I've heard the term "career planning" very late. No one talked to me about a career in high school, nor later on my education path. I grew up in a poor country with a backwards education system (in 2006, the English theory book I was using was printed in 1968. It was full of "comrades" talking to each other in a way even British TV wouldn't use to mock Eastern Europeans). So I had no clue what I wanted to do, so as all my friends.
I was a PM for a few years when someone mentioned career planning to me. At the time I didn't pay it enough attention, I was too busy learning the ropes as a PM. I got into product management by a chance. Just took on an opportunity without much consideration. The job was so diverse, I was learning quickly and didn't get bored. All was going well, I even got promoted a couple of times, until one day I realised that I was stuck. I settled into my role, fixed on ways of doing things and was no longer learning a lot. It was time to reflect and create a career roadmap.
But I didn't do that. Instead, I've convinced myself I hate the job I was doing and need to quit. I was looking for a way out without even thinking what my next role should be. Perhaps it's not a surprise that I only lasted six months in my new job. Yet again I've made an impulsive, emotional decision about my career instead of really thinking about it.
I'd love to end the story here, to say that I've learnt to plan ahead and created a shiny career roadmap. But it would be a lie. I went on making mistakes and only recently seriously attempted to come up with a career roadmap. Almost a decade into my product management career.
Why a roadmap and not career planning?
Planning assumes much bigger control that you actually have. Personal circumstances, market situation, luck - all these factors affect if and when you could achieve certain career milestones. Hence the roadmap is more honest, it's a commitment to a certain direction rather than a stonewall contract to be at the right place and time.
Where do you start to build a career roadmap?
You start from the beginning - from outlaying how'd gotten where you are now. Kierkegaard once said that life could only be understood backwards. Well, so as a career. Visualising your professional path might help you reflect and give you ideas for the future.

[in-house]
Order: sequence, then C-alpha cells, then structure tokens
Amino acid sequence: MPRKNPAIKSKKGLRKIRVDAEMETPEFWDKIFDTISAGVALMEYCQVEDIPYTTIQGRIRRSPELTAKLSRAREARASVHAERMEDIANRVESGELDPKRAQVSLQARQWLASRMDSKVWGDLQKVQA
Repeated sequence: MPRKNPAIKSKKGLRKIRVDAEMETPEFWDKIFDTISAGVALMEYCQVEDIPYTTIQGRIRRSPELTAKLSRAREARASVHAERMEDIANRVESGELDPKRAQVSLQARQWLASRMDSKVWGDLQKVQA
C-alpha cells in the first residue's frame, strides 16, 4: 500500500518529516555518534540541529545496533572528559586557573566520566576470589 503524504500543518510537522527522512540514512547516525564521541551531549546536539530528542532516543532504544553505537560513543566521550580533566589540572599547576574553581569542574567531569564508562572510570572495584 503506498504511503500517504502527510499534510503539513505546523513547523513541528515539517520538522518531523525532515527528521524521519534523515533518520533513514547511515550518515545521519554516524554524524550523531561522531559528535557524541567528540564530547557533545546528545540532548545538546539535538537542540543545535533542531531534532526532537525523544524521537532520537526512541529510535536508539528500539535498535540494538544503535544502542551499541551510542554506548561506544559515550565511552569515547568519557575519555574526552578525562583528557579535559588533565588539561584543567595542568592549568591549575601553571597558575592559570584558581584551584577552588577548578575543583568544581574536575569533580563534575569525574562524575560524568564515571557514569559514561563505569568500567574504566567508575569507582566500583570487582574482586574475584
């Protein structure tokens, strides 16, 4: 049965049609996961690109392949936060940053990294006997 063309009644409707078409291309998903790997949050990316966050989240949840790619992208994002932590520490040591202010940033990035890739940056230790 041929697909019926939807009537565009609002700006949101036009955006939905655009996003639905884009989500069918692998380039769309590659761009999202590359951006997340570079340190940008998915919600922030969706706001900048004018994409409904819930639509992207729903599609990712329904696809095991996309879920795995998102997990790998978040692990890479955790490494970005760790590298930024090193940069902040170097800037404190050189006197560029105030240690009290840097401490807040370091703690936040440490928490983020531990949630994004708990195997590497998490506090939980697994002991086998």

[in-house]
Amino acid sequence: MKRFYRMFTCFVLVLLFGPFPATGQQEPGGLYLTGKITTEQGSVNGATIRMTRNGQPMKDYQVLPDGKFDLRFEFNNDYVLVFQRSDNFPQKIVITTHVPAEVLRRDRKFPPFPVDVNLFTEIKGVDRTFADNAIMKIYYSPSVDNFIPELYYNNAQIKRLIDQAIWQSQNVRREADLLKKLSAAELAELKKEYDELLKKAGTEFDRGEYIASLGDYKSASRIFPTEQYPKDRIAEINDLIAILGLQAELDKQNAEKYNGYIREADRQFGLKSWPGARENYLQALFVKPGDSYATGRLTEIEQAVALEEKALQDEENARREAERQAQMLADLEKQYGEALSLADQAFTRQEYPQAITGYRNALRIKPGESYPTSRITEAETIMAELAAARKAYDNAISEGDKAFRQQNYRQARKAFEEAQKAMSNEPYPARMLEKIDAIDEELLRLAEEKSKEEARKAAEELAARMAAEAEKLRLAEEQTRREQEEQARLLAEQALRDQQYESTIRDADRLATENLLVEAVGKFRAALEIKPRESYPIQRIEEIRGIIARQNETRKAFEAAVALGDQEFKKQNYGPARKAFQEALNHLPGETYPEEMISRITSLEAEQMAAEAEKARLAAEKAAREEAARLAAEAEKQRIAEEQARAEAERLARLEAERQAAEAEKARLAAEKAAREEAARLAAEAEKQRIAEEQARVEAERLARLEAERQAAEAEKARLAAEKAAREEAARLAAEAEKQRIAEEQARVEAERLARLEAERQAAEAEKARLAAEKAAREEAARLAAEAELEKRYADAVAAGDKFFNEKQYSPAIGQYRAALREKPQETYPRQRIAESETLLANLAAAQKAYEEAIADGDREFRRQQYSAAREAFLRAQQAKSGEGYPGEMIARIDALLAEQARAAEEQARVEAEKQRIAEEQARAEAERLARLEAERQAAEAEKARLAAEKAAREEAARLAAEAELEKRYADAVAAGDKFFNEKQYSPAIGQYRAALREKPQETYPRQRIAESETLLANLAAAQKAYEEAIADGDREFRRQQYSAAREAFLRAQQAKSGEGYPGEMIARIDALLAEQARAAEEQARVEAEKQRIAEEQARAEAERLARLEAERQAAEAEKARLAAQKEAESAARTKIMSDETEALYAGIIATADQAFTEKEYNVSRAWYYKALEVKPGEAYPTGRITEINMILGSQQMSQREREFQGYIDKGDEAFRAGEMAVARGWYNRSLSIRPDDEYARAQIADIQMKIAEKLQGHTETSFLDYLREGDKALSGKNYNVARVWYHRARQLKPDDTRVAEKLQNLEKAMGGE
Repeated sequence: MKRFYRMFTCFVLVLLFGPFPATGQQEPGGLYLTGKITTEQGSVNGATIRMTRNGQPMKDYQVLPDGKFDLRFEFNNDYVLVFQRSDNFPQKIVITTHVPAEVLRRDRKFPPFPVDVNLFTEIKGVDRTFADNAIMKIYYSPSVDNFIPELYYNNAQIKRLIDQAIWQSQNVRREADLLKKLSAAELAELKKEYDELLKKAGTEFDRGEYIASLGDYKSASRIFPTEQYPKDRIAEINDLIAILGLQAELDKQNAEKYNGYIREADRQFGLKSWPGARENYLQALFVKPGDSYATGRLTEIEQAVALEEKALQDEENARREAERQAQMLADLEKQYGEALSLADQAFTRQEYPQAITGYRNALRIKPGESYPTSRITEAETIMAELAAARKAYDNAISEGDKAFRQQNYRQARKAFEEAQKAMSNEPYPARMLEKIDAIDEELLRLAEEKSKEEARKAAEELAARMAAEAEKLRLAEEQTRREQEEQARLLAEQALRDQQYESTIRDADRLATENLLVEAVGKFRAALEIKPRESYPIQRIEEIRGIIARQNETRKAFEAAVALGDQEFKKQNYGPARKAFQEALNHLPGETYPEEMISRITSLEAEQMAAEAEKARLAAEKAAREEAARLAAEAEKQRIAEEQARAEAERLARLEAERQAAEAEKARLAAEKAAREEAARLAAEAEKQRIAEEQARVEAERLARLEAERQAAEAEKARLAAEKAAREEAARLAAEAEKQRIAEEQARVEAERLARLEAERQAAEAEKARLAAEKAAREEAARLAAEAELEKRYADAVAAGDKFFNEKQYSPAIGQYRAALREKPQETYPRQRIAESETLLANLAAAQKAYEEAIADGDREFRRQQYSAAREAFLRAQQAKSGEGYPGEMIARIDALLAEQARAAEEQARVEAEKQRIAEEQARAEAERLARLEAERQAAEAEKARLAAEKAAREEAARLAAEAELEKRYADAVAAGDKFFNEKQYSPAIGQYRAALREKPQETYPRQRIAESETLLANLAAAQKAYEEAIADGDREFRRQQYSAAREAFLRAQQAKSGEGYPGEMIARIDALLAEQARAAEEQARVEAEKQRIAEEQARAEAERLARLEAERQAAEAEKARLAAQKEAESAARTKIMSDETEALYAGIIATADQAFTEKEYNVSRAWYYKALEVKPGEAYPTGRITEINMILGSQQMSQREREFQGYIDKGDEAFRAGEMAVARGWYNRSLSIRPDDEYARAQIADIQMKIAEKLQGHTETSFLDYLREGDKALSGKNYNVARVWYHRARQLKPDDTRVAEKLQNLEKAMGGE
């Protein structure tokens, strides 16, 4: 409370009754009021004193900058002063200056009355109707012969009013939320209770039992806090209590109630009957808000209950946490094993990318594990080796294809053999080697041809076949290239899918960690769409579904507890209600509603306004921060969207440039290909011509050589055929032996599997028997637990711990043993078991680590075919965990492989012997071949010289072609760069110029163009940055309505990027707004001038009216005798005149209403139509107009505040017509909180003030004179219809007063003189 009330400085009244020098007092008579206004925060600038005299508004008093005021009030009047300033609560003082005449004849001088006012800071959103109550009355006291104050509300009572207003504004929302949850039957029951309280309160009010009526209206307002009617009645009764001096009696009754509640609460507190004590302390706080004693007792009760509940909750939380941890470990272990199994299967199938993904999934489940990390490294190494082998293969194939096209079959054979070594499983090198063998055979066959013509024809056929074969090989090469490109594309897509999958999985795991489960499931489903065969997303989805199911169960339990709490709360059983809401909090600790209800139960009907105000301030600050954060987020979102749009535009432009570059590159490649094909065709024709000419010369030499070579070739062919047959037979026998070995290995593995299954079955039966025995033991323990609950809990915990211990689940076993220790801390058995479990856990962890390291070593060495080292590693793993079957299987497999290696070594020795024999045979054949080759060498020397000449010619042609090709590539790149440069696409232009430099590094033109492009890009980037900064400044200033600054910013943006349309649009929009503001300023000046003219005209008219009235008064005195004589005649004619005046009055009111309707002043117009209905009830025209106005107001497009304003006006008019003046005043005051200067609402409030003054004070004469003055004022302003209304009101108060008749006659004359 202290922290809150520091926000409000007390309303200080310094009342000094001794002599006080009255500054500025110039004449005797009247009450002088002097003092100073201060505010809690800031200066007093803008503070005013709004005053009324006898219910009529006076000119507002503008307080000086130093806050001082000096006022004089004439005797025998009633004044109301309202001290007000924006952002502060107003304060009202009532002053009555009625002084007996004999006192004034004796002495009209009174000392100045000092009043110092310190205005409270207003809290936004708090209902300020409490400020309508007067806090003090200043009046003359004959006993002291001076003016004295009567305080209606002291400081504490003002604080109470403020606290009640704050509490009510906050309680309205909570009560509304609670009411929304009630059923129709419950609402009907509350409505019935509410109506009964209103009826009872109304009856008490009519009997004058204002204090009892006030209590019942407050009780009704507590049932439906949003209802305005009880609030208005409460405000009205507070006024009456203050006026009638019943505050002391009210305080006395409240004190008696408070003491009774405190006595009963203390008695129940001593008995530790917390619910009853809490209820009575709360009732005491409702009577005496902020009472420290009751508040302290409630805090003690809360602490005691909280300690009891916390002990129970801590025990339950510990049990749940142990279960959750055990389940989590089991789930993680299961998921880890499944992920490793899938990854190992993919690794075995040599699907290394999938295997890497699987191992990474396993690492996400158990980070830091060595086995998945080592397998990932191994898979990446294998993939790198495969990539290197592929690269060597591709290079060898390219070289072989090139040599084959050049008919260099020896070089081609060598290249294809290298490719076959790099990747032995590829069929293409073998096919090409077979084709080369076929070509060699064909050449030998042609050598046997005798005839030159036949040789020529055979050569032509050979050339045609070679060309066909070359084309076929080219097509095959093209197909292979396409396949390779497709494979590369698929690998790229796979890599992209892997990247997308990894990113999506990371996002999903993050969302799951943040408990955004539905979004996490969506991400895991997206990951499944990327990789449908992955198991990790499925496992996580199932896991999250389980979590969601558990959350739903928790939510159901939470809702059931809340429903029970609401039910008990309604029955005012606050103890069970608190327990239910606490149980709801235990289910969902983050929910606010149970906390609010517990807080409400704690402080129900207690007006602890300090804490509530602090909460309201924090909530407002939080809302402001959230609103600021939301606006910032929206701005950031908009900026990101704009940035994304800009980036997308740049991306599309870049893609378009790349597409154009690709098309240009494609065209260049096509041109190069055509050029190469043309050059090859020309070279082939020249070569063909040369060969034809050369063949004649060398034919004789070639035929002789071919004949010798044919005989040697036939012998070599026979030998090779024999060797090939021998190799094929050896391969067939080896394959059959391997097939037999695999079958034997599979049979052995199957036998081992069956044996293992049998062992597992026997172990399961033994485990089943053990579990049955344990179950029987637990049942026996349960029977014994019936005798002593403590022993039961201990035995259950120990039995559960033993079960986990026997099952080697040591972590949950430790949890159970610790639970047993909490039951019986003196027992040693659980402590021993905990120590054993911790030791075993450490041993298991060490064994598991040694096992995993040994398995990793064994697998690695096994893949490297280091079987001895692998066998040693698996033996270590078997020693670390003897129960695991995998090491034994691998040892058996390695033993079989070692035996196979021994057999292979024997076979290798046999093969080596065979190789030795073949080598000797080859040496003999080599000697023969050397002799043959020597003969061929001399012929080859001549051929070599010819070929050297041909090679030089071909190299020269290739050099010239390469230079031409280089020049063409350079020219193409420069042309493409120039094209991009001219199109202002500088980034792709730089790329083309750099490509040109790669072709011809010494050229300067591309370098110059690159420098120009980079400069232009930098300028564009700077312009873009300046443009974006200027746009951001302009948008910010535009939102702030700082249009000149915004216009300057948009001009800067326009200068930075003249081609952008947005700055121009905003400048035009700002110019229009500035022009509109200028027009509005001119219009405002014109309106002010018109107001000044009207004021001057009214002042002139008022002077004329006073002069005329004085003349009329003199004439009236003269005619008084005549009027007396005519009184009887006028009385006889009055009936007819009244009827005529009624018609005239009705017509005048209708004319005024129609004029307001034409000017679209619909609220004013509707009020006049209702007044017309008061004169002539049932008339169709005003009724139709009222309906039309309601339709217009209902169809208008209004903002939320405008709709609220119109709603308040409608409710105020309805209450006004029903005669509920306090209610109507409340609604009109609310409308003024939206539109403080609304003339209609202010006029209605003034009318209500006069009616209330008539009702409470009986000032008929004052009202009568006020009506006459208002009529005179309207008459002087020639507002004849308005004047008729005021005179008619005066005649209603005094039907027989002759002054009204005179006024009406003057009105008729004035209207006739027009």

Decide what do you want to do next
Now that's hard. At least for me, that is. I can do a ton of research and still wouldn't know how my decision will turn up to be. One indicator that used to work for me in the past, and sorry it will sound a bit cheesy, when it feels uncomfortable - it's probably the right thing to pursuit. The biggest professional growth I ever experienced came when I felt out of my depth. Yes, it is stressful but it's worth it.
Alternatively, you can optimise for things you like to do. On your career roadmap, you can list your key activities in every job you had, then highlight those you enjoyed doing and look for more of those in your next gig.
More than one path
For years, in product management, so as in Engineering, there was only one career path - from an individual contributor to a manager. Associate/junior PM > PM > Senior PM > Head of product > CPO. Or the variations of that. If you wanted to stay on the individual contributor path - you were forced to change companies, where you'd still hit the glass ceiling eventually. Luckily, that is changing. Progressive companies these days recognise that some people like to stay on the individual contributor path but still have professional development and progression. Hence you see titles like Principal, Group or Lead product manager more often.
The decision between those two paths comes down to one crucial question: do you like to do the work yourself or help others do it even better? Individual contributor path is hands-on, actively doing while the managerial path is empowering, supporting others to do their best work.
Leadership, I believe, doesn't exclusively apply to the managerial path. You can be an awesome leader as an individual contributor.
Trialling the management path
There are not that many opportunities for individual contributors to try the managerial role and decide if they like doing it. Some companies offer rotating managerial roles and inter-departmental exchanges but that still doesn't happen often enough.
However, there are some things you can do to try on managerial shoes.
- Read books on management (Andrew S. Grove, High Output Management). If you like the challenges described there - that might be a good role for you.
- Become a mentor. One of the key functions of a manager is to help their people learn and do a better job. You can test if you like that part by becoming someone's mentor. I'd even argue that being a mentor is better as you'd have no formal authority over people and it will be totally their free will to listen to you.
I was thinking to list here all the steps to create a career roadmap but then I decided otherwise. Truth is, I am still figuring those things out, still trying things and see how they turn out. It's a shame we cannot A/B test our careers. What we can do is to analyze the path we've already walked, think of the next destination and find a possible road there.